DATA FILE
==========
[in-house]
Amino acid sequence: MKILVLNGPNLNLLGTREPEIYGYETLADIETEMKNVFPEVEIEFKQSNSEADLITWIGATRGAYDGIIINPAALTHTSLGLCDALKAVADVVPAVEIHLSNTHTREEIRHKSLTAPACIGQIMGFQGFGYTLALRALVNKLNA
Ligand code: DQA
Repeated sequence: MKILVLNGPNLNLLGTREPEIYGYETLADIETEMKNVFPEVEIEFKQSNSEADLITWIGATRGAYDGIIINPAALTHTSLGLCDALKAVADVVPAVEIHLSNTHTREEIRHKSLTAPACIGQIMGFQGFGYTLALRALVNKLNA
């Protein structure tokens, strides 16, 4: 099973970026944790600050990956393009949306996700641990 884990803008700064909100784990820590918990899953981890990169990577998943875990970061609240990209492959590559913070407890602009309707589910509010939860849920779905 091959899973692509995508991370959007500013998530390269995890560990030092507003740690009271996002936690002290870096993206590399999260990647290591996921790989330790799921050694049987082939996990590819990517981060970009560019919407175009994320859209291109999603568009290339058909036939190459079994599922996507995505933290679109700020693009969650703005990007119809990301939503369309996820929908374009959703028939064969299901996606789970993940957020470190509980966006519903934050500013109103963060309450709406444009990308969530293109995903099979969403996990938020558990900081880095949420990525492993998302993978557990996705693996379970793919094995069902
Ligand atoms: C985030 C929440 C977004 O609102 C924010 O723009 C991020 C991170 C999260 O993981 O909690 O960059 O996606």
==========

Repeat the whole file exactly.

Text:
[in-house]
Amino acid sequence: MKILVLNGPNLNLLGTREPEIYGYETLADIETEMKNVFPEVEIEFKQSNSEADLITWIGATRGAYDGIIINPAALTHTSLGLCDALKAVADVVPAVEIHLSNTHTREEIRHKSLTAPACIGQIMGFQGFGYTLALRALVNKLNA
Ligand code: DQA
Repeated sequence: MKILVLNGPNLNLLGTREPEIYGYETLADIETEMKNVFPEVEIEFKQSNSEADLITWIGATRGAYDGIIINPAALTHTSLGLCDALKAVADVVPAVEIHLSNTHTREEIRHKSLTAPACIGQIMGFQGFGYTLALRALVNKLNA
């Protein structure tokens, strides 16, 4: 099973970026944790600050990956393009949306996700641990 884990803008700064909100784990820590918990899953981890990169990577998943875990970061609240990209492959590559913070407890602009309707589910509010939860849920779905 091959899973692509995508991370959007500013998530390269995890560990030092507003740690009271996002936690002290870096993206590399999260990647290591996921790989330790799921050694049987082939996990590819990517981060970009560019919407175009994320859209291109999603568009290339058909036939190459079994599922996507995505933290679109700020693009969650703005990007119809990301939503369309996820929908374009959703028939064969299901996606789970993940957020470190509980966006519903934050500013109103963060309450709406444009990308969530293109995903099979969403996990938020558990900081880095949420990525492993998302993978557990996705693996379970793919094995069902
Ligand atoms: C985030 C929440 C977004 O609102 C924010 O723009 C991020 C991170 C999260 O993981 O909690 O960059 O996606």